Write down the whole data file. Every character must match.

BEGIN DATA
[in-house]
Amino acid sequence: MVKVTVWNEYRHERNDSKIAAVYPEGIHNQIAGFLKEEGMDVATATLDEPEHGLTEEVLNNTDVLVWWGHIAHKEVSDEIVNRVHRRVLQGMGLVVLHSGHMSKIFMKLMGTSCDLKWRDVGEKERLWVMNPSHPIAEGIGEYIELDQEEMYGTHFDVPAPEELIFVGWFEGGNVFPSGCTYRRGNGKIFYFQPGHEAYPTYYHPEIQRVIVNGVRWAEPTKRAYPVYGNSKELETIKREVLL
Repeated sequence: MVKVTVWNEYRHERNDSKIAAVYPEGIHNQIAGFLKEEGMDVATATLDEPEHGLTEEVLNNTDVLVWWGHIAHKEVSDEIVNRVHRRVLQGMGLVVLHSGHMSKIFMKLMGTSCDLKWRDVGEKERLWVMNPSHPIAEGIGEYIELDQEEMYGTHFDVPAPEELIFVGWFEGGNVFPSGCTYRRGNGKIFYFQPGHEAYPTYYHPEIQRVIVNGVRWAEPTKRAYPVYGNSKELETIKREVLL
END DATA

[in-house]
Amino acid sequence: MVKVTVWNEYRHERNDSKIAAVYPEGIHNQIAGFLKEEGMDVATATLDEPEHGLTEEVLNNTDVLVWWGHIAHKEVSDEIVNRVHRRVLQGMGLVVLHSGHMSKIFMKLMGTSCDLKWRDVGEKERLWVMNPSHPIAEGIGEYIELDQEEMYGTHFDVPAPEELIFVGWFEGGNVFPSGCTYRRGNGKIFYFQPGHEAYPTYYHPEIQRVIVNGVRWAEPTKRAYPVYGNSKELETIKREVLL
Repeated sequence: MVKVTVWNEYRHERNDSKIAAVYPEGIHNQIAGFLKEEGMDVATATLDEPEHGLTEEVLNNTDVLVWWGHIAHKEVSDEIVNRVHRRVLQGMGLVVLHSGHMSKIFMKLMGTSCDLKWRDVGEKERLWVMNPSHPIAEGIGEYIELDQEEMYGTHFDVPAPEELIFVGWFEGGNVFPSGCTYRRGNGKIFYFQPGHEAYPTYYHPEIQRVIVNGVRWAEPTKRAYPVYGNSKELETIKREVLL